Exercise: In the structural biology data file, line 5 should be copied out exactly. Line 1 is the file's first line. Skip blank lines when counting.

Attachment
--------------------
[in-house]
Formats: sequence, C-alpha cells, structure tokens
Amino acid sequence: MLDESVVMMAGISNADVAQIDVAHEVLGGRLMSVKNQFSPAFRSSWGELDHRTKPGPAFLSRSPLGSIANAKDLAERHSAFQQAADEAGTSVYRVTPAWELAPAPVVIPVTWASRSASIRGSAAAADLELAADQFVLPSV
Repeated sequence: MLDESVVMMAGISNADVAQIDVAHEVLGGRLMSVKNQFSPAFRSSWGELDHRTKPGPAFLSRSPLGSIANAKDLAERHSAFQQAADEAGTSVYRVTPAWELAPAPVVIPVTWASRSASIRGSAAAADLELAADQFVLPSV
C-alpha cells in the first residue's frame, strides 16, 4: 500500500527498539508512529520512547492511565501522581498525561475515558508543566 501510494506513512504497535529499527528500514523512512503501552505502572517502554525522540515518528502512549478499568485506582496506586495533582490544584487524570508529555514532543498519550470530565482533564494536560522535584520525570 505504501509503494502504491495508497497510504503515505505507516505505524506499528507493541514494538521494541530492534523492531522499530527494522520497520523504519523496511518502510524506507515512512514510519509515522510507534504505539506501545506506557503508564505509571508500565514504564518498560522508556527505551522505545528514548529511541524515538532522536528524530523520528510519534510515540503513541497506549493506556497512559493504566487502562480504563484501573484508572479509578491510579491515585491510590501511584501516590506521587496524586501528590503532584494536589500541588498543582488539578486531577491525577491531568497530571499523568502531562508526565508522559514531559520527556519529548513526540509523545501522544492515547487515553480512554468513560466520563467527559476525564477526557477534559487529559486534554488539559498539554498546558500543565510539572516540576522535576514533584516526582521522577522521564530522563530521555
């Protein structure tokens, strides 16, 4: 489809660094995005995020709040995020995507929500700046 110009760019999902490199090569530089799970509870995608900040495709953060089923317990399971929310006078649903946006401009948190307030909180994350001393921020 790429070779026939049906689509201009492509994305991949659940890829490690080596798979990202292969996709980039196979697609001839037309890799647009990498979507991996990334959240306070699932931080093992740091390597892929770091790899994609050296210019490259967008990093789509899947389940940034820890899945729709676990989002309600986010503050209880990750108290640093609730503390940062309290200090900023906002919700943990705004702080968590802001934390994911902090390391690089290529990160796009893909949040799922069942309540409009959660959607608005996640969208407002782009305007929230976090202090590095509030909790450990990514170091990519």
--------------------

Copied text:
C-alpha cells in the first residue's frame, strides 16, 4: 500500500527498539508512529520512547492511565501522581498525561475515558508543566 501510494506513512504497535529499527528500514523512512503501552505502572517502554525522540515518528502512549478499568485506582496506586495533582490544584487524570508529555514532543498519550470530565482533564494536560522535584520525570 505504501509503494502504491495508497497510504503515505505507516505505524506499528507493541514494538521494541530492534523492531522499530527494522520497520523504519523496511518502510524506507515512512514510519509515522510507534504505539506501545506506557503508564505509571508500565514504564518498560522508556527505551522505545528514548529511541524515538532522536528524530523520528510519534510515540503513541497506549493506556497512559493504566487502562480504563484501573484508572479509578491510579491515585491510590501511584501516590506521587496524586501528590503532584494536589500541588498543582488539578486531577491525577491531568497530571499523568502531562508526565508522559514531559520527556519529548513526540509523545501522544492515547487515553480512554468513560466520563467527559476525564477526557477534559487529559486534554488539559498539554498546558500543565510539572516540576522535576514533584516526582521522577522521564530522563530521555